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WMO Precipitation Enhancement Project: 25 years since
 the Site Selection Phase 2

A large group of colleagues and friends gathered in Valladolid, Spain, in May 2005 to remember the project in which they had participated 25 years before and to reflect on the progress of precipitation enhancement science since then. That project was the WMO Precipitation Enhancement Project (PEP).

1978

2005

By the early 1979s, a large number of "rain enhancement" and "hail prevention" projects had been run by several countries and there was a need for some definitive indication of whether they were scientifically justified, or not, as well as guidance on ways to improve the efficacy of such projects.  Recognition of that need and the hope that a well-conducted international project would gain wide acceptance led to the Precipitation Enhancement Project. The project had its origins in deliberations of the Panel on Weather Modification in Toronto, Canada, in 1974, under the chairmanship of Professor Roland List, and was formally established in 1975 by the approval of World Meteorological Congress. The aim of the project was to create a scientifically planned and executed project of precipitation enhancement that could serve Member countries as an example for worldwide practice.  The magnitude of the project was ambitious: US$ 3 million.  The project was placed in the hands of the Intergovernmental Board consisting of representatives of interested countries (W. Godson, Canada; J. Zillman, Australia; B.J. Mason, UK; Y. Israel, USSR; R. Wright and G. Benton, USA).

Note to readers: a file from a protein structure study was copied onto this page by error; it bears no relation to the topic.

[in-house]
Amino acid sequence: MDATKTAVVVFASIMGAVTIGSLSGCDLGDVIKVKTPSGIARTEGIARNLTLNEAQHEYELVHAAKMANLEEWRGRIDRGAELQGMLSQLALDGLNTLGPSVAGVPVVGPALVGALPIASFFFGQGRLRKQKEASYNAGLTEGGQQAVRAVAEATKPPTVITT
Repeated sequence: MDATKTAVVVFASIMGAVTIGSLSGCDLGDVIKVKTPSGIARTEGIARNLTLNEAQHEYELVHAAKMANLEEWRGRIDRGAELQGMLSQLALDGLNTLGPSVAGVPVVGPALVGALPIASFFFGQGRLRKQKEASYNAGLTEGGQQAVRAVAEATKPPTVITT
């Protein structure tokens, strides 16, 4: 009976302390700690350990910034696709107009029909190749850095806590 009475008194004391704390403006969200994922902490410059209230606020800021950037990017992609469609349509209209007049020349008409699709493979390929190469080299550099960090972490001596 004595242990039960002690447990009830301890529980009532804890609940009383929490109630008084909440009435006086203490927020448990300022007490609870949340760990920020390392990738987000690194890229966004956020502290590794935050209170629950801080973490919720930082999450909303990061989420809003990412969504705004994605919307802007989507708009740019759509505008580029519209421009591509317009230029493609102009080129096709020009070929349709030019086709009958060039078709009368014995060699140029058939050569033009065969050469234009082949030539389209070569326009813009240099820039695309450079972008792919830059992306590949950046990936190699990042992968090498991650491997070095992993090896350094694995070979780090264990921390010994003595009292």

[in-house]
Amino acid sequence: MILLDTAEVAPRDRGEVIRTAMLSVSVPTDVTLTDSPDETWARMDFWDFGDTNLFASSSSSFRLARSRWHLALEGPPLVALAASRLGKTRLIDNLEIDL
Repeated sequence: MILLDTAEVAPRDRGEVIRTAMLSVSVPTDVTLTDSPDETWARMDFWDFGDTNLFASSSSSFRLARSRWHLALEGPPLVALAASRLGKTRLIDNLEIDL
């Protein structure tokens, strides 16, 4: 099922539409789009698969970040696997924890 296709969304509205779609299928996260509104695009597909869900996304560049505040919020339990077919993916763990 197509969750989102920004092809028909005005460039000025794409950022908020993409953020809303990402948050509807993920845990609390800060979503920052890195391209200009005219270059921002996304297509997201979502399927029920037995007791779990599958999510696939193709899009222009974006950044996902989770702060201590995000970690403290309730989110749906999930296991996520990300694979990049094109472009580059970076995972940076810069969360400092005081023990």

The Board initiated the search for a suitable site for the experiment by charging a group of prominent scientists that included J. Warner (Australia), A. Gagin (Israel) and E. Bolley and R. Cunningham (USA) to visit potential host countries.  This led to the selection of the site in the vicinity of Valladolid, Spain, and to the Site Selection Phase 2 (SSP2) that became three years of observations (1979-1981) of clouds by aircraft, radar and satellites to determine the potential for augmentation of precipitation by cloud seeding.  No cloud seeding was to take place during this phase, just the assessment of the potential for profitably doing so.

The celebration in May 2005 coincided with the 25th anniversary of the fiesta in the Castle of Fuensaldaa that marked the end of the second (middle) year of the field campaign.  It was also almost 30 years since the formulation of the idea for PEP.

The conclusion of the SSP2 studies was that the potential for significant rain augmentation in the region, during the winter months, was insufficient to warrant a full-scale seeding effort.  Although the result of PEP was negative in that sense, it did, however, serve the useful role of foreclosing an experiment that would probably have failed and, much more importantly, set an example for the logical and non-political planning of weather modification efforts. This aspect of PEP was the keynote of the 25th reunion.

The  project had a significant impact on scientific work and international collaboration within the National Meteorological Institute (INM) of Spain: an aspect of PEP that was manifest in the talks given during the reunion by various directors and group leaders from the INM. 

Gabor Vali et al.

 

See: http://www.atmos.uwyo.edu/~vali/pep_2005/index.html

 

 

 

 

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